Solar panel, solar energy,Solar in Critical Areas Annapolis
Written by George Young

Solar in Critical Areas – Maryland, Virginia and Delaware

Solar Panels, Solar Energy, Solar in Critical Areas AnnapolisWhat is the Critical Area?

The Critical Area includes all land within 1,000 feet of Maryland’s tidal waters and tidal wetlands. Along our precious shoreline of the Chesapeake Bay and its tributaries, we have had many homeowners looking to take advantage of enhancing their waterfront landscape with solar panels.

Aside from the clear economic advantages, we are in solar for all the right reasons; to protect the environment, preserve our natural resources, and to leave the world a better place. With that said, installing solar in the critical areas encourages us to comply with two important regulations that ensure shoreline preservation.

Lot Coverage

In the critical area, you are allotted a certain amount of lot coverage depending on the size of your lot. Our first step in the process is to prepare a “Lot Coverage Calculation” worksheet that indicates how much lot coverage you have available and ensures that there is legally enough space to account for the square footage of your new solar panels.

Buffer Management Plan

Though lot coverage is not impacted by solar installations outside of the critical area, the total area of additional lot coverage leads us to our next calculation. The Buffer Management Plan requires that every square foot of additional lot coverage is mitigated by planting either grasses, shrubs, or trees within 100 feet of the shoreline. The goal for this mitigation is to slow down the erosion of the shoreline, and we are big supporters of this mission. There is some flexibility with the types of flora that can be planted in this area, so we consult the homeowner in selecting preferred plants for their new shoreline oasis.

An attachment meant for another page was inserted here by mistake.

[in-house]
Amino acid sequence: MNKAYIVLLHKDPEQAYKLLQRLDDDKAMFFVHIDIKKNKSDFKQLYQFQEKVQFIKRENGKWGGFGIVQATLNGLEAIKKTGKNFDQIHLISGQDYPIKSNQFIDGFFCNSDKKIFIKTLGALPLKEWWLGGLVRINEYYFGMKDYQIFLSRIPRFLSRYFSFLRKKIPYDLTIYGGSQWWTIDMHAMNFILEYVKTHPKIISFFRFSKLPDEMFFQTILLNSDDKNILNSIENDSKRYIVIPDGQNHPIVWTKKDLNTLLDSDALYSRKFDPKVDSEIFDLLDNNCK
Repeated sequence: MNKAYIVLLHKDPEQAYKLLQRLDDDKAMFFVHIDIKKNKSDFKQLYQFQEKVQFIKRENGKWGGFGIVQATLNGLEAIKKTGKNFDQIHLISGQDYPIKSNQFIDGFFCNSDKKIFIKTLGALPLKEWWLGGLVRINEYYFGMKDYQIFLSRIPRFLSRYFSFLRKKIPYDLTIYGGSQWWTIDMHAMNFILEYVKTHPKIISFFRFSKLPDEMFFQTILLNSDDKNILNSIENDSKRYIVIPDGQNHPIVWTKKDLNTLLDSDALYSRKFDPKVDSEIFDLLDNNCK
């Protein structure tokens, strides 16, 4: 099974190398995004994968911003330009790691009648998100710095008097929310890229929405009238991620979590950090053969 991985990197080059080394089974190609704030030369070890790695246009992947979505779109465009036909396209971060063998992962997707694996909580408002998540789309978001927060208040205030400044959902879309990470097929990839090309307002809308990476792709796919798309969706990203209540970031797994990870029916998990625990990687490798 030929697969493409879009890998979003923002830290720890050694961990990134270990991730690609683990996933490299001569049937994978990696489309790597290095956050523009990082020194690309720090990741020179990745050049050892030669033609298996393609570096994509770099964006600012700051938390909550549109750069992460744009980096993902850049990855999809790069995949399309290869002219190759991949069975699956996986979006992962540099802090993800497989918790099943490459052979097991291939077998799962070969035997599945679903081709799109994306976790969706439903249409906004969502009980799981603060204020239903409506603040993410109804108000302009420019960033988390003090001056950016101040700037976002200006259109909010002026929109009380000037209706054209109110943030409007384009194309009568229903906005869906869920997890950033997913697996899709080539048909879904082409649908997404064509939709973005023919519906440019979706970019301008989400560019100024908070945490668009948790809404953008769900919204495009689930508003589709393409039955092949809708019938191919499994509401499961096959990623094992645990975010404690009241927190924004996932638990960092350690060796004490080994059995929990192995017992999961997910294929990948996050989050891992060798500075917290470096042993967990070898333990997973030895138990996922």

Though this process involves a few more steps in terms of permits, we have become subject matter experts thanks to our waterfront solar supporters in Kent County, Queen Anne’s County, Talbot County, Dorchester County and Anne Arundel County. Every county has a slightly different twist on their permitting requirements, and this helps local companies like SES thrive.

Written by George Young

Wash City Paper DC Green

Real Estate Agency Literally Giving Away Money for Solar Installations

At the risk of appearing to favor one of the cooler real estate agents in town, I’ll just pass on the news that Green D.C. Realty is putting up its own money to entice homebuyers to put solar thermal installations on their new purchases. They’re calling it a “solar home coupon”: You buy a house with them, and they give you $2,000 towards the setup with Solar Energy Services, which will also help arrange near-term financing to tide you over until the federal and city tax credits come through.

As we saw with my story a few weeks ago, local solar companies are trying really really hard to get people over the hump to their first solar purchase. Green D.C. Realty is betting that the incentive will bring in enough business to make good on their investment.